“A Japanese artist grasps form always by reaching underneath for its geometry, never losing sight of its spiritual efficacy,” he wrote in “The Japanese Print,”
Frank Lloyd Wright embraced into his architecture the philosophy of “organic.” This idea of Organic architecture had the most significant characteristics to bring together space, blending the interior with the exterior and create a connection with the building and the site.
“By organic architecture, I mean an architecture that develops from within outward in harmony with the conditions of its being as distinguished from one that is applied from without.”
Frank Lloyd Wright, from “In the Cause of Architecture: Second Paper.” (Architectural Record, May 1914).
The critical part of his work is represented by simplicity, harmony, and integrity. He got rid of the boxlike spaces, changing the ideology of the house type of the common architecture.
The first important characteristic of Wright’s idea of organic architecture was to create a corresponding and harmonic relation between the designs and the surrounding environments, where it uses form and function are completely autonomous of style. However, Frank Lloyd Wright established the term ‘organic’ architecture to describe his approach to building, explaining how for him the buildings where seen as organisms.
Although the word “organic” in common usage it’s referred to something which has the typical features of animals or plants, Wright’s organic idea brings on a special meaning. His style was not a substitution of nature; he did not design forms which were shown as examples of nature, but alternatively, he shows a re-understanding of nature’s principles as they seeped through the intelligent mind of people who could then design forms more natural than nature itself.
In 1908 Wright published an essay called “ the architectural record” in which he established four areas that set up an abiding language rules for his work.
On this article, he implied that was worth to limit the number of rooms and spaces. The only part of the structure to be seen on his designs were the openings. Each home was designed to express the owner’s personality and be unique, and also, the ideology of Wright’s building needed to appear to grow easily from its site.
Wright’s philosophy of ‘organic’ also involves the sense for the properties of the materials and the relationship between the form and the function of the building.In ‘organic\’ architecture, the site is as valuable as the building, and one can not be thought-out without the other.
His Organic philosophy in architecture had the ability to demonstrate to the world that ,form and function, could both be accomplished to design a house reliable to nature and also inexpensive.
In fact, the houses designed with a prairie style do reflect the whole area horizontally, wherein Wright opinion was “ the line of response, tranquillity, and domesticity.”
Beyond the aesthetic insight on its buildings, it is understood that ,the important aspect of Wright\’s designing technique is to place the problem of space as a key issue of his work. Every building can be schematically disassembled in : the internal space, the volume, which is the box walls enclosing emptiness, and finally the decorative parties.
As a case of his designing philosophy, Wright designed homes around trees, with the use of sun power to warm up the interior areas, and providing a changing design of light and shadow. Wright design approach was appealing because he acquired nature’s devices to provide the line of the horizon, creating a habitat like a natural cave.
In 1936, the American Institute of Architects has voted one of Wright’s building as one of the most significant building of the last century; this building is Fallingwater.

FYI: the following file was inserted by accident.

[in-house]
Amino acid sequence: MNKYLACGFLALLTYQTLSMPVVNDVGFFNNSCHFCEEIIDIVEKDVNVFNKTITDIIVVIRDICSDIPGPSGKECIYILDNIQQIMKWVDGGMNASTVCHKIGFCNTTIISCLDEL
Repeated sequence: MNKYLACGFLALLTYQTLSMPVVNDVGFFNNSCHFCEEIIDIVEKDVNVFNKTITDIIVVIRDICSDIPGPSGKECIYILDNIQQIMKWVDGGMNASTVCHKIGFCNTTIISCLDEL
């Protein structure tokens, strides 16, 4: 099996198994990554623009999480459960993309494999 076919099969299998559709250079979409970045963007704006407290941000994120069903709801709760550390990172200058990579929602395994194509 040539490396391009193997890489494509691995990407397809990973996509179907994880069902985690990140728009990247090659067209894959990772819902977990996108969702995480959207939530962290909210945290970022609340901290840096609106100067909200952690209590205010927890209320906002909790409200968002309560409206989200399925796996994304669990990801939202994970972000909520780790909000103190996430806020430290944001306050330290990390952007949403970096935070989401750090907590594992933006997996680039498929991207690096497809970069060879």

Fallingwater also called Kaufmann house, has been designed in 1935 in Pittsburgh, Pennsylvania.
At the time, Frank Lloyd Wright, on the visits to the site, admired the nature of the surrounding, the vegetation of the bottom level and the upper level, seeking in this an astounding opportunity for architecture, demonstrating that he was not working only with nature, was designing an entity that becomes part of it.
“The sense of space, nothing is more important, and that is the meaning of the new architecture. Space within that is the new thought that we call organic architecture.” The falls, including the play of the movement and the noise, was appreciated by Frank Lloyd Wright, which helped him to be the focus of the activity. His decision was to design the house directly above the waterfall. Later on, Louis D. Astorino an architecture student , was commissioned by his architectural firm to make the first precise drawings of the house. There were existing plans from Wright, but before Astorino’s drawings, there were no accurate technical drawings that proved how exactly the finish tiles matched his intentions. Astorino made clear that the site, with the waterfall, was a beautiful area, and a natural habit. In comparison with any ordinary architect idea, was to site the house looking at the waterfall. However, that was not a good solution for Wright because he felt that any solution had to deal with two characteristics: the design has to have an aesthetic function, but also has to work efficiently.
In addition to Sullivan’s motto “Form follows function”, Wright got to the point that “ Form and function are one” and his best way to explain that was by putting the house on top of the waterfall, giving a unique way to look at it and to get the sunset from every room.
In 1936 the plans were completed, some of the engineers were extremely dubious about the viability of the structure and also the possibility of placing such a heavy element directly on the piece of rock that it was meant to go on. There were questions about how to construct the foundations, as it was a complication for the element of water. Thus Wright decided to design and build a foundation called cantilever. Thanks to that the structure was more stable, and Wright used that four times for the construction of Fallingwater ,becoming the primary support system for the entire house.